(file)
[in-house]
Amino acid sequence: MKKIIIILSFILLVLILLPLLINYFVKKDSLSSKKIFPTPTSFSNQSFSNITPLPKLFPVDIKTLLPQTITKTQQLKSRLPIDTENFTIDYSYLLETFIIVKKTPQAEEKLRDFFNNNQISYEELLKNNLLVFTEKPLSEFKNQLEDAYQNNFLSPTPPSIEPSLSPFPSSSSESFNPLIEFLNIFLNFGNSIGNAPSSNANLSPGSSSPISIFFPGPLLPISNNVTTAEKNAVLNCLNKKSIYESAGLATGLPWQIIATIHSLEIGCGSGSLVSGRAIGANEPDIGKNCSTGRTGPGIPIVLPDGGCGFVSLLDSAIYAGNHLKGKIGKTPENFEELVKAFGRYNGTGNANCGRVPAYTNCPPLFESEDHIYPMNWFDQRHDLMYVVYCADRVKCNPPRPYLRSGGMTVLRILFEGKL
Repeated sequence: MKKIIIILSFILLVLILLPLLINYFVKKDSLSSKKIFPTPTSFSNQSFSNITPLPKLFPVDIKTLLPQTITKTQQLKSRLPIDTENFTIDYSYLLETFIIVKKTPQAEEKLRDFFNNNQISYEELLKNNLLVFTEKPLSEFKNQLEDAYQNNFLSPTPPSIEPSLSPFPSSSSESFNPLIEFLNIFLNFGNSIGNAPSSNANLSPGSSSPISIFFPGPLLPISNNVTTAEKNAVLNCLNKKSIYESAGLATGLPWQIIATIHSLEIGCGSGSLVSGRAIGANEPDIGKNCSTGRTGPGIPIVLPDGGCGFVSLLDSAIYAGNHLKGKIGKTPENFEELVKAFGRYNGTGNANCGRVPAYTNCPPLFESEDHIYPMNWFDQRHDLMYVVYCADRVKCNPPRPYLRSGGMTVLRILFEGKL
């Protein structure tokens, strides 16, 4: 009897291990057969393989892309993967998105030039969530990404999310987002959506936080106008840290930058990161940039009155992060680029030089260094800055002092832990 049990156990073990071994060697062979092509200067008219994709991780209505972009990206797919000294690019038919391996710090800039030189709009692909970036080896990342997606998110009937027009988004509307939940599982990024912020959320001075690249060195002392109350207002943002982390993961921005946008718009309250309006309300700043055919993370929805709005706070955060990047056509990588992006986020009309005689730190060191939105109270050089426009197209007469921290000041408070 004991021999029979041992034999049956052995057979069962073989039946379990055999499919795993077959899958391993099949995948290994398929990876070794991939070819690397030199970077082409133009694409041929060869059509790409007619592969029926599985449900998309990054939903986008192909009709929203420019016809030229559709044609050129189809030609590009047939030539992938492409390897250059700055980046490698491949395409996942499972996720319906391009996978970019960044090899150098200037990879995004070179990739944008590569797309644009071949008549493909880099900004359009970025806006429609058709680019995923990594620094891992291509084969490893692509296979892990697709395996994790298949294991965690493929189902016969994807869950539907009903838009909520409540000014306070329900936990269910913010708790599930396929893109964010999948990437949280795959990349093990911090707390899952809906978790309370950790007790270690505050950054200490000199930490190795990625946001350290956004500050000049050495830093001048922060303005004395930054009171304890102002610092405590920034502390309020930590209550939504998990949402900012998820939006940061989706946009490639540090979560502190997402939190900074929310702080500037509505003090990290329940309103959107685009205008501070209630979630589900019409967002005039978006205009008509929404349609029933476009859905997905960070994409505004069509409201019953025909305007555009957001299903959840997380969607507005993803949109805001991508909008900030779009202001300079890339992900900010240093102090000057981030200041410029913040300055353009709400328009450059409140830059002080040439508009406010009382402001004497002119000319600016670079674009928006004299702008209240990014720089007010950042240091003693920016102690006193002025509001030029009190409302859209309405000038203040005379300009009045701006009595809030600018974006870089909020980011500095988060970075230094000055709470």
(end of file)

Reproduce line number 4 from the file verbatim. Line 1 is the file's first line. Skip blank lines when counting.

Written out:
């Protein structure tokens, strides 16, 4: 009897291990057969393989892309993967998105030039969530990404999310987002959506936080106008840290930058990161940039009155992060680029030089260094800055002092832990 049990156990073990071994060697062979092509200067008219994709991780209505972009990206797919000294690019038919391996710090800039030189709009692909970036080896990342997606998110009937027009988004509307939940599982990024912020959320001075690249060195002392109350207002943002982390993961921005946008718009309250309006309300700043055919993370929805709005706070955060990047056509990588992006986020009309005689730190060191939105109270050089426009197209007469921290000041408070 004991021999029979041992034999049956052995057979069962073989039946379990055999499919795993077959899958391993099949995948290994398929990876070794991939070819690397030199970077082409133009694409041929060869059509790409007619592969029926599985449900998309990054939903986008192909009709929203420019016809030229559709044609050129189809030609590009047939030539992938492409390897250059700055980046490698491949395409996942499972996720319906391009996978970019960044090899150098200037990879995004070179990739944008590569797309644009071949008549493909880099900004359009970025806006429609058709680019995923990594620094891992291509084969490893692509296979892990697709395996994790298949294991965690493929189902016969994807869950539907009903838009909520409540000014306070329900936990269910913010708790599930396929893109964010999948990437949280795959990349093990911090707390899952809906978790309370950790007790270690505050950054200490000199930490190795990625946001350290956004500050000049050495830093001048922060303005004395930054009171304890102002610092405590920034502390309020930590209550939504998990949402900012998820939006940061989706946009490639540090979560502190997402939190900074929310702080500037509505003090990290329940309103959107685009205008501070209630979630589900019409967002005039978006205009008509929404349609029933476009859905997905960070994409505004069509409201019953025909305007555009957001299903959840997380969607507005993803949109805001991508909008900030779009202001300079890339992900900010240093102090000057981030200041410029913040300055353009709400328009450059409140830059002080040439508009406010009382402001004497002119000319600016670079674009928006004299702008209240990014720089007010950042240091003693920016102690006193002025509001030029009190409302859209309405000038203040005379300009009045701006009595809030600018974006870089909020980011500095988060970075230094000055709470």